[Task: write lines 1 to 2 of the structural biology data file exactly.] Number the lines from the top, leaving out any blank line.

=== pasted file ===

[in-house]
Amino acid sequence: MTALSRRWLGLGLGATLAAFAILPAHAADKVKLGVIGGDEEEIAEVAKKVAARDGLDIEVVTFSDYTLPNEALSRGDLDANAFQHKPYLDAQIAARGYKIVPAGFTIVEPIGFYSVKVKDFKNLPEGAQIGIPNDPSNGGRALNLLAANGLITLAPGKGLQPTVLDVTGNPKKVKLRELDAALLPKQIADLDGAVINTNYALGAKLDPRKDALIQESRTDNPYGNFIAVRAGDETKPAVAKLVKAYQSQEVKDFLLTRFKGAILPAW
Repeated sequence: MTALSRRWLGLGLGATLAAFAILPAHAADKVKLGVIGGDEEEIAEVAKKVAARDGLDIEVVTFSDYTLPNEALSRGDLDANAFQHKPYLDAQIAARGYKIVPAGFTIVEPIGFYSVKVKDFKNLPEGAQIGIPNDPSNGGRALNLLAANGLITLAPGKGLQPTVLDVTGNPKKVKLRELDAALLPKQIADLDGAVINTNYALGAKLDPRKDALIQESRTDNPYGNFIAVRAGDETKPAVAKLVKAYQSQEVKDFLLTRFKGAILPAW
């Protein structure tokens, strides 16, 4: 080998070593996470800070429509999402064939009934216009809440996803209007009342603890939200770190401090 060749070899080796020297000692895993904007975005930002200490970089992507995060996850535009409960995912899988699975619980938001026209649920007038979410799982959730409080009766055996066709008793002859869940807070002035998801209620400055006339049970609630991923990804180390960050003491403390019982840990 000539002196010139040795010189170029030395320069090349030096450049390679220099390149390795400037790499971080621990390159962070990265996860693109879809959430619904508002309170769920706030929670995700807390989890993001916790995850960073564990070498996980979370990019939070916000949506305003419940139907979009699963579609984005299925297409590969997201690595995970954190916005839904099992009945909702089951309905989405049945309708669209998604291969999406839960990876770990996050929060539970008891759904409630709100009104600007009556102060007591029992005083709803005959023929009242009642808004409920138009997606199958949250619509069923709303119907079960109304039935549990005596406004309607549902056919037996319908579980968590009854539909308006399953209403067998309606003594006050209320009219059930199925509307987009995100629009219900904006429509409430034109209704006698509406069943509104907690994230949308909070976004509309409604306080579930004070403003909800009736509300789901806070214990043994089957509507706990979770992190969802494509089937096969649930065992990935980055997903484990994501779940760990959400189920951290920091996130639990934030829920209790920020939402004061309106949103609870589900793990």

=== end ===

[in-house]
Amino acid sequence: MTALSRRWLGLGLGATLAAFAILPAHAADKVKLGVIGGDEEEIAEVAKKVAARDGLDIEVVTFSDYTLPNEALSRGDLDANAFQHKPYLDAQIAARGYKIVPAGFTIVEPIGFYSVKVKDFKNLPEGAQIGIPNDPSNGGRALNLLAANGLITLAPGKGLQPTVLDVTGNPKKVKLRELDAALLPKQIADLDGAVINTNYALGAKLDPRKDALIQESRTDNPYGNFIAVRAGDETKPAVAKLVKAYQSQEVKDFLLTRFKGAILPAW